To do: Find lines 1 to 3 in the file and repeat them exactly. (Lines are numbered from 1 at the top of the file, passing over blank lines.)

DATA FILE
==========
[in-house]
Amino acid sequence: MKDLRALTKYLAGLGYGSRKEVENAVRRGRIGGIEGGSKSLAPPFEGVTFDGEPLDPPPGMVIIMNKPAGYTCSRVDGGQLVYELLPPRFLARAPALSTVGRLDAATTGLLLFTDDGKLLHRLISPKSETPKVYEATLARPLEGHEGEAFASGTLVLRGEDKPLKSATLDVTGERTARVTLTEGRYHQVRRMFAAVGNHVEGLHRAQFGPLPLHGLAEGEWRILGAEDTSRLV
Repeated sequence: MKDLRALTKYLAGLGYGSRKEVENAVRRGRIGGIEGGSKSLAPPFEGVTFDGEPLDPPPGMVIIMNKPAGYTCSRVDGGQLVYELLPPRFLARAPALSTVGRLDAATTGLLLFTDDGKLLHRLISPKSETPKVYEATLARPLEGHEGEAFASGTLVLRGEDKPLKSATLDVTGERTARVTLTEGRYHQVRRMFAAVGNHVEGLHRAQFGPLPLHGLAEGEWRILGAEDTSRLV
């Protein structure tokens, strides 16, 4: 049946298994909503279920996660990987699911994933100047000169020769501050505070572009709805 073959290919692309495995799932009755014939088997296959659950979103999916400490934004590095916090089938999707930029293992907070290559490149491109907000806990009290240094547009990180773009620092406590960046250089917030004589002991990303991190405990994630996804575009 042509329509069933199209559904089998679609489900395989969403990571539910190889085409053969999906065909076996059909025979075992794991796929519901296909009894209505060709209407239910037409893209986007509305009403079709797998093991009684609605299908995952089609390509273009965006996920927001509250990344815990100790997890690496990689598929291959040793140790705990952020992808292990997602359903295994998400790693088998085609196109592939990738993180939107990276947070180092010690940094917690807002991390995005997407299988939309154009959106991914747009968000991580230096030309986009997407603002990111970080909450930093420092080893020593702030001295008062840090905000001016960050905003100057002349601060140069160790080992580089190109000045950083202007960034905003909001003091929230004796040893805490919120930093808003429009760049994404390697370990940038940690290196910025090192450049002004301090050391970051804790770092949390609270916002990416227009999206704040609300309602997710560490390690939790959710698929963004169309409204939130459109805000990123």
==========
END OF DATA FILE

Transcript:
[in-house]
Amino acid sequence: MKDLRALTKYLAGLGYGSRKEVENAVRRGRIGGIEGGSKSLAPPFEGVTFDGEPLDPPPGMVIIMNKPAGYTCSRVDGGQLVYELLPPRFLARAPALSTVGRLDAATTGLLLFTDDGKLLHRLISPKSETPKVYEATLARPLEGHEGEAFASGTLVLRGEDKPLKSATLDVTGERTARVTLTEGRYHQVRRMFAAVGNHVEGLHRAQFGPLPLHGLAEGEWRILGAEDTSRLV
Repeated sequence: MKDLRALTKYLAGLGYGSRKEVENAVRRGRIGGIEGGSKSLAPPFEGVTFDGEPLDPPPGMVIIMNKPAGYTCSRVDGGQLVYELLPPRFLARAPALSTVGRLDAATTGLLLFTDDGKLLHRLISPKSETPKVYEATLARPLEGHEGEAFASGTLVLRGEDKPLKSATLDVTGERTARVTLTEGRYHQVRRMFAAVGNHVEGLHRAQFGPLPLHGLAEGEWRILGAEDTSRLV